Hospital centralization wears thin in Quinte. The perils of putting all your eggs in one basket

A pretty good editorial from the Belleville Intelligencer on one peril of hospital centralization.

QHC needs to rethink putting eggs in one basket

It's emergency surgery only at QHC hospitals this week and it's all because of a breakdown in sterilization equipment -- at one hospital site.That should prompt some questions about how the corporation centralizes its services. Scheduled surgeries and procedures at hospitals in Belleville, Trenton and Picton have been cancelled until Sept. 20 due to broken sterilization equipment....

Years ago, when QHC was established, it was the work of corporate planners that things like dietary needs, equipment distribution, supplies and even sterilization were centralized in the interest of cost-effectiveness.But, when something goes wrong in the central site where a certain crucial service is based, as we see with sterilization and surgery cuts this week, it illustrates the flaw in the scheme.  With the current onset across Canada of increased rates of methicillin-resistant Staphylococcus aureus (MRSA) and vancomycin- resistant Enterococcus (VRE) in busy hospitals, it is worrisome that closure of one sterilization unit can affect so many sites, locally.

While this will blight hospital surgeries in Quinte for a while, it is actually part of a broader problem.   It's not just in Quinte that hospital support services are being centralized -- it's right across the province.  And it's not just support services that are being centralized -- it clinical services too.  Just ask Hamilton...
Moreover, the issue flagged by the Intelligencer is just one sort of problem with hospital centralization -- there's a lot more reasons to be concerned: access to health care services in local communities, the vibrancy and viability of smaller communities, the loss of local jobs, and, yes, even costs.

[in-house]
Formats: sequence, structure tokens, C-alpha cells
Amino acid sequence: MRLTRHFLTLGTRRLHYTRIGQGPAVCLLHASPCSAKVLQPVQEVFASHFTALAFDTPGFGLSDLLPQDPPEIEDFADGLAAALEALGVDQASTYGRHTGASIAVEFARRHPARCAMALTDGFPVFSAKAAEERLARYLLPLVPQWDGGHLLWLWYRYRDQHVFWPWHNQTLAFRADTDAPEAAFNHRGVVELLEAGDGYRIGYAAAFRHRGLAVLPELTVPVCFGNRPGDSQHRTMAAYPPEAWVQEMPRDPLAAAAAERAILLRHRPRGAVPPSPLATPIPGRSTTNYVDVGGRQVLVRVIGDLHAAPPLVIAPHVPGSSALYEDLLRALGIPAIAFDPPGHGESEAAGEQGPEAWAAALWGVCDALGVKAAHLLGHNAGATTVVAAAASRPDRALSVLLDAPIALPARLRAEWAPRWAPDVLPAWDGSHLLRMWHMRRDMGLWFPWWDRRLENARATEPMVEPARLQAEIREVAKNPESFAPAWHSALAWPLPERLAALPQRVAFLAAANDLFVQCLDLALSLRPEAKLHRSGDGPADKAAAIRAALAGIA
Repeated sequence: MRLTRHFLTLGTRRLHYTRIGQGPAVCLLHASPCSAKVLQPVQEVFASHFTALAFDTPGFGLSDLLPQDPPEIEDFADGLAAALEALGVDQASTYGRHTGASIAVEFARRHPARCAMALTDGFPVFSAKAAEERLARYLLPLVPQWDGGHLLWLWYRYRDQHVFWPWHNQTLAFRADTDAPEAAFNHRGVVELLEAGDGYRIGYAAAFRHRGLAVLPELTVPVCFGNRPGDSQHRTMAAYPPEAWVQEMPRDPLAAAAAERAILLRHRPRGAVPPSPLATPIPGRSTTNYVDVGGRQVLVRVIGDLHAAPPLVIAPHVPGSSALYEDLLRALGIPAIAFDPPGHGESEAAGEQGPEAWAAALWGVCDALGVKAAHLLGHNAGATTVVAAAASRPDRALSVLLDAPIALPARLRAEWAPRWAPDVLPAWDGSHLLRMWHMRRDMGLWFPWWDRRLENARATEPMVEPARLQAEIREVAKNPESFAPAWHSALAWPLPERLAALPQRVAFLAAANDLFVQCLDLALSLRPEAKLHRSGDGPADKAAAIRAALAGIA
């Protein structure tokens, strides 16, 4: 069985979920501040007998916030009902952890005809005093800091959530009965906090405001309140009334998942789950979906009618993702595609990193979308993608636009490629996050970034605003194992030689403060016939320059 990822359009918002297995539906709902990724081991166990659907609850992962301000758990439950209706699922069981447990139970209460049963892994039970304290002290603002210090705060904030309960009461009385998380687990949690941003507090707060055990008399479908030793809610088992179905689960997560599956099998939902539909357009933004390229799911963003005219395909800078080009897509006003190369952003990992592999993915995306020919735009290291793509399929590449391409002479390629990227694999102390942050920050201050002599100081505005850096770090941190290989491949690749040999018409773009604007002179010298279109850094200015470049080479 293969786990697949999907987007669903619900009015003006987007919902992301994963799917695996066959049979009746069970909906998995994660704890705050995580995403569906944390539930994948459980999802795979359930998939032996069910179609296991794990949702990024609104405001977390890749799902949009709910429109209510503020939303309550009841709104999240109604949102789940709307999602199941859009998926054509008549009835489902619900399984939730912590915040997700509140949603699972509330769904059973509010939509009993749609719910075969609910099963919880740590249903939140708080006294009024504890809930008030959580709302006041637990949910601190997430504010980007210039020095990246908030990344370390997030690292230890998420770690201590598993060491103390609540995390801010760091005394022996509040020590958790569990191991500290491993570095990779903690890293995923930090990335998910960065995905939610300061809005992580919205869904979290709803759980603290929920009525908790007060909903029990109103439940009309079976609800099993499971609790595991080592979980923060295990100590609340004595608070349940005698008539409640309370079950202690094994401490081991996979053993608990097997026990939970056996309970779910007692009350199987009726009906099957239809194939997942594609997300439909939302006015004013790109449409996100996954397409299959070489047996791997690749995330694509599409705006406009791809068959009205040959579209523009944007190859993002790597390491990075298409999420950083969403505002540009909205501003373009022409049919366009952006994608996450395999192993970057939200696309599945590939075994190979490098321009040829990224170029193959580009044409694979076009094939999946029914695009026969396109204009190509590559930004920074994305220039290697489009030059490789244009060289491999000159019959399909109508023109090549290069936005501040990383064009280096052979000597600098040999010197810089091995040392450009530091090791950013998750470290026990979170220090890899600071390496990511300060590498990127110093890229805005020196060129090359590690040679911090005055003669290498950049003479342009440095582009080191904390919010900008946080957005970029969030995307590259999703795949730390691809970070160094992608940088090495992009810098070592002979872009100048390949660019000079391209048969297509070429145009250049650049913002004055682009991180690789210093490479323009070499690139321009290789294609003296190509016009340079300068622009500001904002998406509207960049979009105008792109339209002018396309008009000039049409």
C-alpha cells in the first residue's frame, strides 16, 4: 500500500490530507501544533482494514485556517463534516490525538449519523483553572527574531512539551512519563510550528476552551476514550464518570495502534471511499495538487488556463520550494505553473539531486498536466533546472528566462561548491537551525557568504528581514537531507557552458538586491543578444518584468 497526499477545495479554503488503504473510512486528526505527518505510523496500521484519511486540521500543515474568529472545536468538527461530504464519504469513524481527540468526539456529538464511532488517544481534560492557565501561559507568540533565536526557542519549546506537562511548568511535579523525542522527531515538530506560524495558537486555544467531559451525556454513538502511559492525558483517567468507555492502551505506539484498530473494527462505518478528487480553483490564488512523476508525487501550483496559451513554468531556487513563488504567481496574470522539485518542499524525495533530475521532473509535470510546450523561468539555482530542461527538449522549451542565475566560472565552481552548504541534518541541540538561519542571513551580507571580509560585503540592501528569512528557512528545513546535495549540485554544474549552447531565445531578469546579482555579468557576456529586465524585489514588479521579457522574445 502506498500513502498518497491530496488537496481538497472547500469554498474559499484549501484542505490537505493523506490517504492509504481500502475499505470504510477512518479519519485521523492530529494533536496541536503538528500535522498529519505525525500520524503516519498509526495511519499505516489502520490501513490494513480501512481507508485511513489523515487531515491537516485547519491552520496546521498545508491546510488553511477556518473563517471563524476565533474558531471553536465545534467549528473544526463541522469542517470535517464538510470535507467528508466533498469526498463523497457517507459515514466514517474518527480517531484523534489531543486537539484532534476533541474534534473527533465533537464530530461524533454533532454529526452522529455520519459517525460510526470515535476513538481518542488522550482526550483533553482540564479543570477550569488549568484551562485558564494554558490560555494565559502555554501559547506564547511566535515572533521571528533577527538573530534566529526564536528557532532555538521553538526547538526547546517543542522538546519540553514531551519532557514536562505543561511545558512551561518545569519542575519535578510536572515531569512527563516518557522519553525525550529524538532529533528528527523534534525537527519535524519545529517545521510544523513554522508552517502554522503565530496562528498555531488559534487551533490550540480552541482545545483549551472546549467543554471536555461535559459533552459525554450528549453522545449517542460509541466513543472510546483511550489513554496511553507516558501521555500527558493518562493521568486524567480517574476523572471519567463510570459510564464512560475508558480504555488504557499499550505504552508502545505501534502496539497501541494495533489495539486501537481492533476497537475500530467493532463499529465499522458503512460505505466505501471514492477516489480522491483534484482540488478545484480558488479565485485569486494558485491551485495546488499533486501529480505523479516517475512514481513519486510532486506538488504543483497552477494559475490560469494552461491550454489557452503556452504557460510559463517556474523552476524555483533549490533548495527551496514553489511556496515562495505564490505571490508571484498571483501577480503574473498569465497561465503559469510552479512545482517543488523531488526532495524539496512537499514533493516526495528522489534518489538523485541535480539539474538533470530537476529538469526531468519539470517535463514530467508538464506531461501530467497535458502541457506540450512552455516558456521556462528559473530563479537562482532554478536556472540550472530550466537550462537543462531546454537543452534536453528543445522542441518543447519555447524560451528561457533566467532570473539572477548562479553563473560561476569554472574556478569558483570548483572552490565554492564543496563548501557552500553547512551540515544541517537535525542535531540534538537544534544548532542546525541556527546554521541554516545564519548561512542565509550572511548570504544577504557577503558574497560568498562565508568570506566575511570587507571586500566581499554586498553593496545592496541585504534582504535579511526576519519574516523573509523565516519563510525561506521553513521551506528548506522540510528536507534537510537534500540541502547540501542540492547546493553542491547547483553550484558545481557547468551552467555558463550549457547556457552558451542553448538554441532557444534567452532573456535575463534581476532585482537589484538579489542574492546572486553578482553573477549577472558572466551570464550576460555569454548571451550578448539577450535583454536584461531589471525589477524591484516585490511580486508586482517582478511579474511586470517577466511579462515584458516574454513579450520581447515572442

The centralization (and closure) of hospital services directed by the Health Services Restructuring Commission (HSRC) in the 1990s did not lead to reduced spending on hospitals and health care – indeed, there was a significant increase in spending. And many HSRC directed hospital-restructuring projects left a shambles for health care workers to clean up.

A second instance of the centralization of services in the 1990s was the centralization of jail services. Two large, centralized jails were built along with a new centralized facility to cook and chill jail meals. The result did not impress the provincial auditor general. Existing institutions actually produced food more cheaply. And the new cook-chill facility was only able to supply six institutions instead of the promised ten. Despite a decline in the average inmate count, operating costs for institutional services increased by 19% over four years.

As cost savings are often the real reason for the centralization of hospitals services, Ontario's recent experiences with public sector centralization should not be dismissed out of hand. 

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